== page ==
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The battle between HD-DVD and Blu-ray has been around for a number of years and has made no significant progress until recently. If you look back in time, you will remember another similar situation such as this one, the battle between VHS and Betamax, which of course was won by VHS to be later replaced by the DVD. One two formats of discs (HD-DVD and Blu-ray) is set to replace the DVD format that we know today – the question is which one will win? It is a question which needs to be looked at thoroughly. There are a number of factors to look at; however, the most important factor in terms of what the ultimate outcome in this battle between formats will be what companies (movie studios, game makers, and distributors) support which format.

Before we look at the details between these two formats it is important to understand a little information as to what we will be evaluating. The word Blu-ray is derived from blue-violet laser and ray which are the technologies that make this disc possible. HD-DVD is short for High Definition DVD or Digital Video Disk.

As early as 1969 companies such as Philips were working on developing compact laserdiscs formats to play media. In 1979, Philips later teamed up with Sony and the popular CD was created. Then again, in the 1990s both companies were back at work together again on a new high-density disc called the Multimedia Compact Disc (MMCD), however, the format was essentially abandoned in favor of Toshiba’s competing Super Density Disc (SD), which had the vast majority of the support at the time by many companies, such as Hitachi, Panasonic, Mitsubishi, Pioneer, Thomson, and Time Warner. The two groups made a deal on what was to be the new format, the DVD. In the end, Toshiba was on top, while Sony and Philips were left off to the side. However, shortly after their bitter defeat, Sony and Philips started work on their next generation disc, which is known today as Blu-ray. Meanwhile, Toshiba started work on their next generation disc the HD-DVD. This situation put us back in the same predicament we were faced with during the VHS and Betamax battle; two companies who are looking to capitalize on a format they created at the expense of the consumer electronics industry.

The issue with Blu-ray discs is that they are more expensive, due to the fact the surface layer on the Blu-ray disc is thinner than that of a DVD, which requires it to be coated in a special coating to protect the data on the disc itself; however, this of course drives the cost up. According to Ryan Block of Engadget, “This thinner surface layer is what makes the discs cost more; because Blu-ray discs do not share the same surface layer thickness of DVDs, costly production facilities must be modified or replaced in order to produce the discs.” There is however, an added benefit to having the data closer to the surface. That being, allowing added capacity and much more potential data than what a HD-DVD could store. How much data are we talking about storing on these discs – well, the theoretical limit on a Blu-ray disc is 200GB, while the theoretical limit on a HD-DVD is only a mere 60GB in comparison. Aside from the storage factor, essentially Blu-ray and HD-DVD offer very similar features in terms of security and the codecs available, but which format has the most support behind it?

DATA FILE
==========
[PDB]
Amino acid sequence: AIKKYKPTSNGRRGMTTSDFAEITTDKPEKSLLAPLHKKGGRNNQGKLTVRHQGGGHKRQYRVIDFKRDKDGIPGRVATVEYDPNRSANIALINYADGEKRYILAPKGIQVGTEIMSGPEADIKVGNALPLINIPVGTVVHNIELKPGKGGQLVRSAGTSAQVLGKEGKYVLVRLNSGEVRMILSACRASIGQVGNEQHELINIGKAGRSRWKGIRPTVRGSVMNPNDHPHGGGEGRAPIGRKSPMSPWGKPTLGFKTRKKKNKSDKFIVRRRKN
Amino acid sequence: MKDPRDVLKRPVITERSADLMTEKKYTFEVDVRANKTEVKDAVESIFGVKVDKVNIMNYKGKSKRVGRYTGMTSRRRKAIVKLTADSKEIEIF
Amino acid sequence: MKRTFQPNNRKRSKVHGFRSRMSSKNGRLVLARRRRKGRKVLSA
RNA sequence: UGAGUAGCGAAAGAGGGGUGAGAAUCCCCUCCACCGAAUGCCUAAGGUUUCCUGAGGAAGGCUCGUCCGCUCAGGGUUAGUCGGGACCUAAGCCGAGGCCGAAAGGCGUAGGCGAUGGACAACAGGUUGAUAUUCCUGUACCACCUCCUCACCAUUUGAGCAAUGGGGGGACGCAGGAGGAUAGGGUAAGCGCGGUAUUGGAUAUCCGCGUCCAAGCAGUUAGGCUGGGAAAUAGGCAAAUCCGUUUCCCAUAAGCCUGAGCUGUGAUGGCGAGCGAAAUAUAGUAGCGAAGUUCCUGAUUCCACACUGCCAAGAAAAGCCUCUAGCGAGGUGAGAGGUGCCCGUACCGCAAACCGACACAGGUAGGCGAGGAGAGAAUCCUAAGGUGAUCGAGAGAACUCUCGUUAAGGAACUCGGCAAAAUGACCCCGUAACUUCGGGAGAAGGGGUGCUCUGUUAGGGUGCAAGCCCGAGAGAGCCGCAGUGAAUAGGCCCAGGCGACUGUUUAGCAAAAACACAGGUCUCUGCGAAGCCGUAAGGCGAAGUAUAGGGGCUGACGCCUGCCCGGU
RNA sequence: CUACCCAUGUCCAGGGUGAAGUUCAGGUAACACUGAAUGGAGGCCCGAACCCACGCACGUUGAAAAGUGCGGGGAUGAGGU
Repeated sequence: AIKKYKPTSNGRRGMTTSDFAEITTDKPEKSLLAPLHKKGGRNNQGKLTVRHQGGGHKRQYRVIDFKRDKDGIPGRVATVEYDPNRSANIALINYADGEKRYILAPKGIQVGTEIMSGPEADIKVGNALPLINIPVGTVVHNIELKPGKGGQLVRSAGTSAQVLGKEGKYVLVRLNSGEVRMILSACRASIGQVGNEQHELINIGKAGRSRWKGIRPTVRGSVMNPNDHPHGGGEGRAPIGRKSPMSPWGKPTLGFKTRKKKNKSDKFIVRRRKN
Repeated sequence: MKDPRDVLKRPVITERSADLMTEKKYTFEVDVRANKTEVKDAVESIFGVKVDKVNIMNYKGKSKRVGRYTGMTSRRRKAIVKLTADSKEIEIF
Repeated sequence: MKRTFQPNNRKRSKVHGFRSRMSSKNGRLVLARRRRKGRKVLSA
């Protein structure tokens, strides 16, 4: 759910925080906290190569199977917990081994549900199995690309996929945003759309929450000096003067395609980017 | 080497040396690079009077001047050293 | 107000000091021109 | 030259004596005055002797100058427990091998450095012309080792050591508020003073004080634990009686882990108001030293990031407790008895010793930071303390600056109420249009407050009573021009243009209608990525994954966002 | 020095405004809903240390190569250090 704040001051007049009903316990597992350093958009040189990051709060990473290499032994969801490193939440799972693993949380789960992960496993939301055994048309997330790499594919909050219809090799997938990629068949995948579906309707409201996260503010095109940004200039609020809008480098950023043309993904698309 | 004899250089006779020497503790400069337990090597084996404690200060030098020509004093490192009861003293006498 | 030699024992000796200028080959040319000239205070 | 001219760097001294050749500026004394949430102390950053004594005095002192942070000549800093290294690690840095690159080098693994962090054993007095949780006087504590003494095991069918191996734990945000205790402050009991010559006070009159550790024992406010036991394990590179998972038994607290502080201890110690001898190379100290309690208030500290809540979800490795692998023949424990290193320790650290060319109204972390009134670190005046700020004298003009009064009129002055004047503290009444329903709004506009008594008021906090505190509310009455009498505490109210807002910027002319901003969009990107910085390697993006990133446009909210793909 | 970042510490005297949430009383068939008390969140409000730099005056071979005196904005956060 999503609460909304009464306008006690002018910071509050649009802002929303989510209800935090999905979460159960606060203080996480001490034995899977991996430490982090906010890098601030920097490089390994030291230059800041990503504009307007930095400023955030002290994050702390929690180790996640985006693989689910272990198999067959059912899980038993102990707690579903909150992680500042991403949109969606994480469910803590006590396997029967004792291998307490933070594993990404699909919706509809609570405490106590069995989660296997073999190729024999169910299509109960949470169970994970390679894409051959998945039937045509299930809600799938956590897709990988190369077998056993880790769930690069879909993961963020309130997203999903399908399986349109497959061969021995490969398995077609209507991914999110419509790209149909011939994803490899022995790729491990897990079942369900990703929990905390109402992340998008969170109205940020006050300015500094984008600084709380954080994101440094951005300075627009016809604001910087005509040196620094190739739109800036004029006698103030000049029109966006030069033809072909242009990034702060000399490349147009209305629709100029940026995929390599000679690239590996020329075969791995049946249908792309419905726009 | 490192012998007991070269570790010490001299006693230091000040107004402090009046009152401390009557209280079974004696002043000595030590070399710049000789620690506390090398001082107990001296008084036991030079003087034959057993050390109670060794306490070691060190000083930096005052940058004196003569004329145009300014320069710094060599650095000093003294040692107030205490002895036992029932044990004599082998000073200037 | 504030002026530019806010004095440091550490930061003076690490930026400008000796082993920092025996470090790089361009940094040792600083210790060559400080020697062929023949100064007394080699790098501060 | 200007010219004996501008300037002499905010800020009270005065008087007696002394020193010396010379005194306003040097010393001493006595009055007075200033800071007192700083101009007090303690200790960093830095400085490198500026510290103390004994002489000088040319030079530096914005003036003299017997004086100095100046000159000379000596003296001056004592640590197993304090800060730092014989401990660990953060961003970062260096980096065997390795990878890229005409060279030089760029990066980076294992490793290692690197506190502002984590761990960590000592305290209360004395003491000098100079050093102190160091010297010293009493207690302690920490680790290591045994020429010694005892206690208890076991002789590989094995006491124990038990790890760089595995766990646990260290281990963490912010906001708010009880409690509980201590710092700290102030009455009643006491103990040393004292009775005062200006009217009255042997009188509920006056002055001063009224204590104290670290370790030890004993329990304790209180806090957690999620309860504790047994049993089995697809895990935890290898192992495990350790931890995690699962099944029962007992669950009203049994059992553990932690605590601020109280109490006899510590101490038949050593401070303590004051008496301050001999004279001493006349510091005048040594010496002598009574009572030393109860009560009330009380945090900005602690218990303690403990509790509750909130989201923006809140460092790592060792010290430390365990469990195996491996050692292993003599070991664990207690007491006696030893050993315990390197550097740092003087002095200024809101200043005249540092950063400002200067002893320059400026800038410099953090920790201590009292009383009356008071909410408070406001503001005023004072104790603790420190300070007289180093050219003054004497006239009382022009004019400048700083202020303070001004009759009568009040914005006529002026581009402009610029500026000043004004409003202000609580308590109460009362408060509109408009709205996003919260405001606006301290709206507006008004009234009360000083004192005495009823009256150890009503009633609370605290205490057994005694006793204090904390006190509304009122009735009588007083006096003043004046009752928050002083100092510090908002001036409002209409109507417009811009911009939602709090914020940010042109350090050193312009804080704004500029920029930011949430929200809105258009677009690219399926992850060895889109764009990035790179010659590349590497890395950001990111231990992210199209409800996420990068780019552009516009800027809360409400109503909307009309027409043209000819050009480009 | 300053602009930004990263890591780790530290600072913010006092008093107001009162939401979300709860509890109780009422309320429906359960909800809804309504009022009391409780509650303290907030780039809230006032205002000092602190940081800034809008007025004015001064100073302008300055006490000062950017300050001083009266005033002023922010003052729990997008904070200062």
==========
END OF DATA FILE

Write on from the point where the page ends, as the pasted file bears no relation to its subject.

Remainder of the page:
Blu-ray has definitely gained a substantial amount of support in comparison with HD-DVD. If you look at the list of movie studios supporting Blu-ray the number behind it are far larger than the number behind HD-DVD. HD-DVD only has the support of three major movie studios: Dreamworks, Paramount Pictures, and Universal Studios. All of the other major movie studios are supporting Blu-ray. Some of them include: 20th Century Fox, Hollywood Pictures, MGM Studios, Warner Bros., Walt Disney, and Sony Pictures Entertainment. When it comes to movie retail outlets, Blu-ray has HD-DVD beat again, Blockbuster and Netflix supported Blu-ray, meanwhile it was still unclear if anyone were going to support HD-DVD in that area.

Not only did Blu-ray have the support in the movie industry, but they also had the majority of the support in the consumer electronics industry. Major companies such as Apple, Dell, HP, LG, Panasonic, Pioneer, Sharp, and Samsung were all members of the board for the Blu-ray format. On the other hand, only four companies are listed as members of the board for HD-DVD: Memory-Tech, Sanyo, NEC, and Toshiba.

As recently as February of 2008, HD-DVD took what is believed to be its final blow, according to Rob Beschizza of Wired reported, “Toshiba is to put HD-DVD out of its misery … that it will cease manufacturing HD-DVD equipment.” This of course, was announced a day after Wal-Mart (America’s largest retailer) stated they will no longer be carrying HD-DVD equipment. It seems that Blu-ray has won the format wars and it will be the dominant format to replace DVD. How fast can we expect the change to take place? It is hard to say for sure, however, Blu-ray is slowly being implemented in computer systems and certain video game consoles such as Sony’s Playstation 3. I think it will be very interesting if HD-DVD somehow makes a recovery; however, the chances of that happening are most likely slim to none. It would appear based on the way everything has played out thus far Blu-ray is in fact the winner of the format war.

Works I used while doing research:

Block, Ryan. “Blu-Ray Vs HD DVD: State of the Division.” Engadget. 19 Sept. 2005. 19 Feb. 2008
http://www.engadget.com/2005/09/19/blu-ray-vs-hd-dvd-state-of-the-s-union-s-division

Beschizza, Rob. “HD-DVD Death Imminent: Reuters, NHK.” Wired. 16 Feb. 2008. 19 Feb. 2008 http://blog.wired.com/gadgets/2008/02/hd-dvd-death-ma.html


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